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Hydrogen and Value Added Products via Methane Pyrolysis Pathway

Project Category: Chemical

About our project

The interest and demand for Hydrogen as energy have been experiencing growth over the past few years due to the worldwide concerns surrounding the environmental impact of fossil fuels. The diagram below shows a projected global demand for hydrogen in a +2 degree Celsius global warming scenario from 2015 to 2050. ( in exajoules) [1]

The global consumption of hydrogen gas was around 87 million mt in 2020, but this is expected to rise to 528 million mt by the year 2050 [2]. Hydrogen can be used as energy to produce electricity, power vehicles, rocket ships and more [3]. 

Methane pyrolysis is a potential pathway for hydrogen production. It is more environmentally friendly [2] as well as efficient [2] compared to its biggest competitor: steam methane reforming with or without carbon capture. Hydrogen Innovation will take the role of processing 50 MMSCFD  of  pipeline specification  natural  gas  to  produce 8.7 MMSCFD of  99.95%  pure  hydrogen  in addition to 290 000 tonnes/year of carbon black that can be sold as co-product  

Our project consists of 4 main sections. The first section involves the sulfur removal unit to eliminate hydrogen sulfide in the feed stream. H2S could be harmful to the catalyst as well as further processes downstream. The hydrogen sulfide free feed stream would then enter into the reaction section where catalytic pyrolysis of methane will produce hydrogen along with carbon black. The carbon black is collected and dried in the carbon separation unit while the hydrogen with the unreacted methane will enter the gas separation section. The gases will be separated to produce methane that will be recycled back into the inlet stream, and high purity hydrogen as our final product.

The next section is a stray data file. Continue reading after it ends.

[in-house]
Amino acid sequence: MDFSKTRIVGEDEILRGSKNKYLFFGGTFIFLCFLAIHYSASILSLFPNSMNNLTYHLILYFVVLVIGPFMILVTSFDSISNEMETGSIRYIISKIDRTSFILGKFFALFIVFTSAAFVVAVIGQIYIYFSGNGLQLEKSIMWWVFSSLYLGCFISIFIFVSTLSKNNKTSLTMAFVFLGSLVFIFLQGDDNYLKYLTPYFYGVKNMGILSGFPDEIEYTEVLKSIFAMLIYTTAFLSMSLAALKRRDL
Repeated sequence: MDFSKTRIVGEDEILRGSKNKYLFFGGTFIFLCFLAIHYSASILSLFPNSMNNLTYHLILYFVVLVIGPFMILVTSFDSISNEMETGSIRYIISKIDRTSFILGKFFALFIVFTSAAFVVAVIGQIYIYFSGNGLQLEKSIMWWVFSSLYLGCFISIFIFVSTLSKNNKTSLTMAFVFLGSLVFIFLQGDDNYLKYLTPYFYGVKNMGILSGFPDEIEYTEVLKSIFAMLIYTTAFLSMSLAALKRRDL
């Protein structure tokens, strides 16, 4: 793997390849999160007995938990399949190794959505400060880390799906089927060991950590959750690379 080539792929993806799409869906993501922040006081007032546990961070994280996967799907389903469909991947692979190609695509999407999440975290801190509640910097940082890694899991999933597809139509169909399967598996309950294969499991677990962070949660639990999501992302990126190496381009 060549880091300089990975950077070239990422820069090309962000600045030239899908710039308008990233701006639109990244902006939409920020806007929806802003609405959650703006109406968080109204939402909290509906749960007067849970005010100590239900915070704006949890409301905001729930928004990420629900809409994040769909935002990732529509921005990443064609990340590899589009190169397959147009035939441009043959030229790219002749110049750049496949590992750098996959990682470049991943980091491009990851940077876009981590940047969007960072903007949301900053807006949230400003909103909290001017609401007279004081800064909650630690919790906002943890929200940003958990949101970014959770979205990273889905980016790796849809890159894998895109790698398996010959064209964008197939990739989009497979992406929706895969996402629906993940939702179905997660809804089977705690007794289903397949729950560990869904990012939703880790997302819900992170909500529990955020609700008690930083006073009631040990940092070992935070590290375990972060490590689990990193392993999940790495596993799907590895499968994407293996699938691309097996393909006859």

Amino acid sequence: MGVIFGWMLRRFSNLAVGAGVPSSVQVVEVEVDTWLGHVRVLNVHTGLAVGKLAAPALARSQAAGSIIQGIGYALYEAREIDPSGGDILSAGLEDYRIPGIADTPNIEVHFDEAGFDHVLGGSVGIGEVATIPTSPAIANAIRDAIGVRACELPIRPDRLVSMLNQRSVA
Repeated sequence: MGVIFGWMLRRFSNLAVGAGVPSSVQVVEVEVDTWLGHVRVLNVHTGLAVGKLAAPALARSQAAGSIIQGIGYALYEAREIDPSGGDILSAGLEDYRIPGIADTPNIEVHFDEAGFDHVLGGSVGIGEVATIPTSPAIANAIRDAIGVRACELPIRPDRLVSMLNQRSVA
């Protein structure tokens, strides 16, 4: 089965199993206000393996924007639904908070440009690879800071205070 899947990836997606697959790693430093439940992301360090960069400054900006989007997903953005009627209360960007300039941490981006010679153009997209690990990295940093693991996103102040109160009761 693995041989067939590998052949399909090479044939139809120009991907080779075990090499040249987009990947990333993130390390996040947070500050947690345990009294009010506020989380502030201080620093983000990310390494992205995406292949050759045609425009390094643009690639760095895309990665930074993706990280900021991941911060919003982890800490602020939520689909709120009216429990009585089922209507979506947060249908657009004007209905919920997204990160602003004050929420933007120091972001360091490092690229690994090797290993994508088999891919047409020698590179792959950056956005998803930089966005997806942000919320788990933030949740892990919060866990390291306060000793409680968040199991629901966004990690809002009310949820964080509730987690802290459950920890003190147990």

Meet our team members

Miranda Abel

Daphne Eilers

Keeliana Hopkins

Sang Lee

Rebecca Park

Details about our design


A common issue facing all industries today is how best to manage and eliminate the negative environmental effects we cause. Although it would be ideal, this change to sustainable human activity cannot happen overnight, and requires bridging the gap between current practices and innovation towards this goal. Our design does just that. Using natural gas, a resource readily available, we aim to shift its application to drive change in a positive environmental direction. 

Hydrogen, such as that produced from our process, is the future of many sustainable technologies, for example, fuel cells for transportation. While the fuel cell market catches up to the requirement, we plan to sell this product to nearby upgrading facilities that currently require hydrogen for their processes. This meets current demand for hydrogen, while also allowing for expansion into other groundbreaking industries as the market allows. 

Unlike other technologies currently being employed to produce hydrogen, such as SMR and ATR, methane pyrolysis does not produce any greenhouse gases. The only co-product is carbon black, a substance required for the manufacture of many products. In the next 10 years, it is planned that our process will be run solely by renewable energy. This transition to sustainable practices is crucial, and our process offers the flexibility of fulfilling current hydrogen requirements while also being ready for the imminent shift from fossil fuels to sustainable hydrogen technology.


The fossil fuel industry is an important part of the Alberta economic landscape. Alberta has alternatively been working to find a way to reduce CO2 emissions. Due to the nature of the energy industry, these two things have been difficult to reconcile.  

Our hydrogen production pathway utilizes fossil fuels in a way that does not produce CO2 during the process. They are broken down into hydrogen, and a co-product carbon black, through high temperature catalytic reactors with no additional by-products. This is in comparison to more traditional methods of producing hydrogen using fossil fuels, like steam methane reforming, which require produced CO2 to be captured.  


Reduced CO2 Emission: